Summary: God created us, and through his mercy and forgiveness, God will continually re-create us, always forming us more and more into his image. No matter how bad we mess up, there is nothing we can do that will remove us completely from the cover of God's grace

Bob Hope was one of the great comedians of the last century. As he was getting along in years, he once commented that he’d been reading and was astonished to discover that: “Today my heart beat over 103,000 times, my blood traveled 168 million miles, I breathed 23,400 times, I inhaled 438 cubic feet of air, ate 3 pounds of food, and drank 2.9 pounds of liquid, I perspired 1.43 pints, gave off 85.3 degrees of heat, generated 450 tons of energy. I spoke 4,800 words, I moved 750 major muscles, and I exercised 7 million brain cells. It’s no wonder I’m tired all the time!”

Saint Augustine once said, "People travel to wonder at the height of mountains, at the huge waves of the sea, at the long courses of the rivers, at the vast compass of the ocean, at the circular motion of the stars -- and they pass by themselves without wondering." All the amazing marvels of our minds and bodies that we just take for granted; and yet, God looks at us with wonder. God values each and every person above all else, above the beautiful mountain vistas, and the deep blue oceans. The writer of this 139th psalm knew the depth, and breadth, and strength of God's care for every person. "You created my inmost being, you knit me together...I praise you because I am fearfully and wonderfully made." Most of us don't realize how intricate and wonderful we are, but God knows.

There are over six billion people living on earth, and each of us has been carefully formed, knit together by our Creator God. God has counted every hair on every head and knows the intricate details of each and every fingerprint. The psalmist was so impressed with the wonder of God's gift of life that he spoke of it as being "knit" or "woven together." It is the imagery of a craftsman who skillfully weaves a beautiful and colorful tapestry. What the psalmist is basically saying is this, "I didn't just happen. I am not an accident. I have value. I have worth. God made me and God cares about me." And the psalmist was confident in saying this because he recognized that he was created by God. It was God that gave his life value. It was God who gave him worth.

That is what it means to be known by God. We are valuable in God's sight. God knows us even better than we know ourselves! Can you imagine?!? That is something wonderful; something to be celebrated. And that is just what the psalmist did! He says, "I praise you because I am fearfully and wonderfully made. Your works are wonderful!"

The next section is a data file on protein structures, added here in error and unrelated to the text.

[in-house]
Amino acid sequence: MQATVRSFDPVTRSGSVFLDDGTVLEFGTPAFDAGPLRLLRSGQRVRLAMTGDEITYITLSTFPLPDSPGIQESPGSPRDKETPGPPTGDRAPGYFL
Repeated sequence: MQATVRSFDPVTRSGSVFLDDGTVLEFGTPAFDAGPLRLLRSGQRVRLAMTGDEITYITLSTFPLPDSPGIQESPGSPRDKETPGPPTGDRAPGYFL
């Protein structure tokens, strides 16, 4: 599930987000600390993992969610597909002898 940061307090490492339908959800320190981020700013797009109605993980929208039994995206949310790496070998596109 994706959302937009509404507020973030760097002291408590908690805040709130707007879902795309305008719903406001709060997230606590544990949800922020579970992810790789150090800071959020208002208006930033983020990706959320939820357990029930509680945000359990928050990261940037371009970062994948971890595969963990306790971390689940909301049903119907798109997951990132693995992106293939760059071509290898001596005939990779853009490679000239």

Tradition holds that the writer of this particular psalm was King David. David, the innocent little shepherd boy who defeated Goliath with a sling. He went on to become the greatest King in Israelite history, celebrated and revered through the ages. The prophets said the Messiah would come from the line of David. Indeed, David was a bright and shining King, but he also had his weaknesses, didn't he? Do you remember the story of David and Bathsheba? David lusted after this beautiful woman, so he sent her husband into the front lines of the fighting so that he might be killed and David could have Bathsheba to himself. That's pretty bad. In fact, it's terrible on many levels. David knows that there is nowhere he can go that God will not know where he is and what he is doing. God knows every detail of David's life, good and bad, and still David celebrates God's handiwork, the depth of God's knowledge, and the inescapable reach of God's grace. Are any of us able to do that?

How many of us have noticed how many parents begin to squirm nervously when it's time for the Children's Moment? The worship leader calls for the children to come forward, and all around the sanctuary, parents and grandparents bow their heads and slump in their seats. We know why this happens, right? Because we know that eventually, one week, our child will be the one to blurt out that terribly embarrassing, deep, dark, family secret. And when everyone turns to look at the other members of that child's household, we don't want to be seen. Does that sound about right?

Children are wonderful. And among a whole host of amazing traits, one of the most wonderful things about children is their unabashed honesty. We all know it's true, and those of us who live with children, live our lives accordingly. If there's something that's not appropriate for a child to be watching on TV, we don't turn it on when the child is in the room. We try to restrain from expressing extreme anger or frustration in front of the child because we don't want to set a bad example for them. We don't talk about certain things when the kids are around. And, of course, we're always careful about what we do and how close those little ears are because we never know when the latest family mishap will be generously shared with all our closest friends and most distant acquaintances too!

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